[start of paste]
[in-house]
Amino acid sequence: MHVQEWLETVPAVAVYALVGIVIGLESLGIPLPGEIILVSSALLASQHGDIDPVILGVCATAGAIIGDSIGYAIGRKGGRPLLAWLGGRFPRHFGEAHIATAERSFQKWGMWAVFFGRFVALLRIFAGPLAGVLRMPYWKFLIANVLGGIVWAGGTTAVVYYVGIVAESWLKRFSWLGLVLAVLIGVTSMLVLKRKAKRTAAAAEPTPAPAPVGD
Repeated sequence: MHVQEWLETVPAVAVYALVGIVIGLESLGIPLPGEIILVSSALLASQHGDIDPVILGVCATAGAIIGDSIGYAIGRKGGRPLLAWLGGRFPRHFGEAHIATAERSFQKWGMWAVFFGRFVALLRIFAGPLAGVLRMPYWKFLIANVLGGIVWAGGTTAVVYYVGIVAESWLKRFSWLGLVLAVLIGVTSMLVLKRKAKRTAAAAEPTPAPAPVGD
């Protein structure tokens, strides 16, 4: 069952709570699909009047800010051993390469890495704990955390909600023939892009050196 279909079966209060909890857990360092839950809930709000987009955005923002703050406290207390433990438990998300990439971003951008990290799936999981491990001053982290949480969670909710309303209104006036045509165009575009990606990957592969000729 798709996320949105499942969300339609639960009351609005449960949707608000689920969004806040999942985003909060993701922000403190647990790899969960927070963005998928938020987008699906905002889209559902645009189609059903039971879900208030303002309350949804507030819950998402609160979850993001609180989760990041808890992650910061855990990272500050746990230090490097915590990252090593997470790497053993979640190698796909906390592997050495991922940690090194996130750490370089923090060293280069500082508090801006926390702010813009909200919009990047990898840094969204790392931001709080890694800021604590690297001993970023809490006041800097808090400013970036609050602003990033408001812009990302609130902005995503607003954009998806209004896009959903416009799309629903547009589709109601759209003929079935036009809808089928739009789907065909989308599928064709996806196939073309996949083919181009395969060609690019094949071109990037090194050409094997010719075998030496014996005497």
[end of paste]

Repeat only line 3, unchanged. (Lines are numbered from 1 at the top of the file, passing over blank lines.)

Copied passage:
Repeated sequence: MHVQEWLETVPAVAVYALVGIVIGLESLGIPLPGEIILVSSALLASQHGDIDPVILGVCATAGAIIGDSIGYAIGRKGGRPLLAWLGGRFPRHFGEAHIATAERSFQKWGMWAVFFGRFVALLRIFAGPLAGVLRMPYWKFLIANVLGGIVWAGGTTAVVYYVGIVAESWLKRFSWLGLVLAVLIGVTSMLVLKRKAKRTAAAAEPTPAPAPVGD